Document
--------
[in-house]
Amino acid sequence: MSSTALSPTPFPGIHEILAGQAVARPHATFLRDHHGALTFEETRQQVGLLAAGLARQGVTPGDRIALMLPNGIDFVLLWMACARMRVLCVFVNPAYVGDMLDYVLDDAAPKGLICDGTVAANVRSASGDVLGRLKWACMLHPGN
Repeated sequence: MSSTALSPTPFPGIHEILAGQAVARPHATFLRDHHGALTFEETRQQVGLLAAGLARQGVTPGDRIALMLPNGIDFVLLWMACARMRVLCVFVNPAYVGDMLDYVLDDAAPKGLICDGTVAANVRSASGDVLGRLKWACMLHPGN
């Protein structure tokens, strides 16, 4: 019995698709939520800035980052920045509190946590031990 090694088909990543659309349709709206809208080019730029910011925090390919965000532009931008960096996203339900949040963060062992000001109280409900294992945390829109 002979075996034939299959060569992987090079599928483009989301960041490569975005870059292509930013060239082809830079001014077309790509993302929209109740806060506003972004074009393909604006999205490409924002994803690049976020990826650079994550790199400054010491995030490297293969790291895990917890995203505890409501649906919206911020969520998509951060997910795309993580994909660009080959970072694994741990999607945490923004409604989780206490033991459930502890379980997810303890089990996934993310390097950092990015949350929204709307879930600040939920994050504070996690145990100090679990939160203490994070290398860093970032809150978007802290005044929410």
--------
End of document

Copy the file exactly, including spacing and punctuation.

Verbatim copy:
[in-house]
Amino acid sequence: MSSTALSPTPFPGIHEILAGQAVARPHATFLRDHHGALTFEETRQQVGLLAAGLARQGVTPGDRIALMLPNGIDFVLLWMACARMRVLCVFVNPAYVGDMLDYVLDDAAPKGLICDGTVAANVRSASGDVLGRLKWACMLHPGN
Repeated sequence: MSSTALSPTPFPGIHEILAGQAVARPHATFLRDHHGALTFEETRQQVGLLAAGLARQGVTPGDRIALMLPNGIDFVLLWMACARMRVLCVFVNPAYVGDMLDYVLDDAAPKGLICDGTVAANVRSASGDVLGRLKWACMLHPGN
């Protein structure tokens, strides 16, 4: 019995698709939520800035980052920045509190946590031990 090694088909990543659309349709709206809208080019730029910011925090390919965000532009931008960096996203339900949040963060062992000001109280409900294992945390829109 002979075996034939299959060569992987090079599928483009989301960041490569975005870059292509930013060239082809830079001014077309790509993302929209109740806060506003972004074009393909604006999205490409924002994803690049976020990826650079994550790199400054010491995030490297293969790291895990917890995203505890409501649906919206911020969520998509951060997910795309993580994909660009080959970072694994741990999607945490923004409604989780206490033991459930502890379980997810303890089990996934993310390097950092990015949350929204709307879930600040939920994050504070996690145990100090679990939160203490994070290398860093970032809150978007802290005044929410």